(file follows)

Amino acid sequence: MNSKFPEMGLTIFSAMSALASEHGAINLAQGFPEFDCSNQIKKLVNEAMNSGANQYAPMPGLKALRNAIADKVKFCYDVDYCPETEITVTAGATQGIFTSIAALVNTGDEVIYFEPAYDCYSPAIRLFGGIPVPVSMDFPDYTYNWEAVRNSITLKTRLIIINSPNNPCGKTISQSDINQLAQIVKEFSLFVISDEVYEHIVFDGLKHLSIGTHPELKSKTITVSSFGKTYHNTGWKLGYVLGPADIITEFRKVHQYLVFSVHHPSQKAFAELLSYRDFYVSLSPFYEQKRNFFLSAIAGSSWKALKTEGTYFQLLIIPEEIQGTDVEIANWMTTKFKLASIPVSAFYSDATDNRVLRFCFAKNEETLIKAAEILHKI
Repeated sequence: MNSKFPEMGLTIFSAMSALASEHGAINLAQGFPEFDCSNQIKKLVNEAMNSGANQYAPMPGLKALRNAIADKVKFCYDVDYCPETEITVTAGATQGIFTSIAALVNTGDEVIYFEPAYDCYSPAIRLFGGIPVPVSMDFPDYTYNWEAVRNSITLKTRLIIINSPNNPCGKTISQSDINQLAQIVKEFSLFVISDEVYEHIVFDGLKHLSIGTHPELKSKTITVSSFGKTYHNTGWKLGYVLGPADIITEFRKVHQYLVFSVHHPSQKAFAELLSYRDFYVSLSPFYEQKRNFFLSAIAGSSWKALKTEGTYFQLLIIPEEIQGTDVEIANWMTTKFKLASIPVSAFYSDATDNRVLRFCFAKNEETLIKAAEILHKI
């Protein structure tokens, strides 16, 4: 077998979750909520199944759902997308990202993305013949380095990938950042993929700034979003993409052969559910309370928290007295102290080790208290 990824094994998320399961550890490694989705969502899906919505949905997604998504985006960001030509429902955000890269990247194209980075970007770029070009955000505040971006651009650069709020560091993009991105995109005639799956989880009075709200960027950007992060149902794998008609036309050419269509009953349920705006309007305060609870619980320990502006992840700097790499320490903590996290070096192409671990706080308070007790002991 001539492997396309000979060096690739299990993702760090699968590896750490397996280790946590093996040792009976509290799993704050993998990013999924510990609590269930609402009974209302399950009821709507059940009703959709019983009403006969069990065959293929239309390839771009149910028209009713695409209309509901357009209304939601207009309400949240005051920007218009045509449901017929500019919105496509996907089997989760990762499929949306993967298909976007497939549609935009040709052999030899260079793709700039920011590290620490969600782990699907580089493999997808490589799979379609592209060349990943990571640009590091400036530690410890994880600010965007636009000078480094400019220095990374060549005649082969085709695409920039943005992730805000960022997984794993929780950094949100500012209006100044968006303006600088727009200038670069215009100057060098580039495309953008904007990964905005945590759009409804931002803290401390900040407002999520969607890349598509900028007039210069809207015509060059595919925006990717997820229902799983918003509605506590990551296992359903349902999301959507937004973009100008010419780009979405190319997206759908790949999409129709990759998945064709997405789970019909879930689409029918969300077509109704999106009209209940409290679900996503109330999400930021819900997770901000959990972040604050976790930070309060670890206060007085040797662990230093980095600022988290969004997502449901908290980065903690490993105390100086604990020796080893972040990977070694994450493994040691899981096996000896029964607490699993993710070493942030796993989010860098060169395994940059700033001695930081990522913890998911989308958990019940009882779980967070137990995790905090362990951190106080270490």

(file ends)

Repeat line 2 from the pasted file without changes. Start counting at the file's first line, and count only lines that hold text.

Repeated sequence: MNSKFPEMGLTIFSAMSALASEHGAINLAQGFPEFDCSNQIKKLVNEAMNSGANQYAPMPGLKALRNAIADKVKFCYDVDYCPETEITVTAGATQGIFTSIAALVNTGDEVIYFEPAYDCYSPAIRLFGGIPVPVSMDFPDYTYNWEAVRNSITLKTRLIIINSPNNPCGKTISQSDINQLAQIVKEFSLFVISDEVYEHIVFDGLKHLSIGTHPELKSKTITVSSFGKTYHNTGWKLGYVLGPADIITEFRKVHQYLVFSVHHPSQKAFAELLSYRDFYVSLSPFYEQKRNFFLSAIAGSSWKALKTEGTYFQLLIIPEEIQGTDVEIANWMTTKFKLASIPVSAFYSDATDNRVLRFCFAKNEETLIKAAEILHKI